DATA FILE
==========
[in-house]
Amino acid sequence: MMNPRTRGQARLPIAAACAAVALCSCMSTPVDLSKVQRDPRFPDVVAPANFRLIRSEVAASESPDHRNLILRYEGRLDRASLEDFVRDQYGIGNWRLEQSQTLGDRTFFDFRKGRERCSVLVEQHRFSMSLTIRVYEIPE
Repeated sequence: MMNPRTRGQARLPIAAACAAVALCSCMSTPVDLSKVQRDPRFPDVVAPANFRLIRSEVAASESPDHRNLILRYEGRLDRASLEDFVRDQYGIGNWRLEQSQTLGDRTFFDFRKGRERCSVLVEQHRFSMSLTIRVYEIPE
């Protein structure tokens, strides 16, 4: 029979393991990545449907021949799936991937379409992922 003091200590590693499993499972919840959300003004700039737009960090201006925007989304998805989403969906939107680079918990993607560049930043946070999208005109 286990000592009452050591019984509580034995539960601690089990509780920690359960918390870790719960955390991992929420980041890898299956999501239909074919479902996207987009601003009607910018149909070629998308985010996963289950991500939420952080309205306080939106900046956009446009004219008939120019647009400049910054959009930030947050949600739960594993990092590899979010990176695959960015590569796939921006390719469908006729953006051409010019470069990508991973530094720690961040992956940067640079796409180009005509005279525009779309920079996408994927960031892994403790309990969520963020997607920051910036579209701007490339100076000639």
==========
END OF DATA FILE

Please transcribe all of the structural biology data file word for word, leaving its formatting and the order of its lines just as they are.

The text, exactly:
[in-house]
Amino acid sequence: MMNPRTRGQARLPIAAACAAVALCSCMSTPVDLSKVQRDPRFPDVVAPANFRLIRSEVAASESPDHRNLILRYEGRLDRASLEDFVRDQYGIGNWRLEQSQTLGDRTFFDFRKGRERCSVLVEQHRFSMSLTIRVYEIPE
Repeated sequence: MMNPRTRGQARLPIAAACAAVALCSCMSTPVDLSKVQRDPRFPDVVAPANFRLIRSEVAASESPDHRNLILRYEGRLDRASLEDFVRDQYGIGNWRLEQSQTLGDRTFFDFRKGRERCSVLVEQHRFSMSLTIRVYEIPE
């Protein structure tokens, strides 16, 4: 029979393991990545449907021949799936991937379409992922 003091200590590693499993499972919840959300003004700039737009960090201006925007989304998805989403969906939107680079918990993607560049930043946070999208005109 286990000592009452050591019984509580034995539960601690089990509780920690359960918390870790719960955390991992929420980041890898299956999501239909074919479902996207987009601003009607910018149909070629998308985010996963289950991500939420952080309205306080939106900046956009446009004219008939120019647009400049910054959009930030947050949600739960594993990092590899979010990176695959960015590569796939921006390719469908006729953006051409010019470069990508991973530094720690961040992956940067640079796409180009005509005279525009779309920079996408994927960031892994403790309990969520963020997607920051910036579209701007490339100076000639």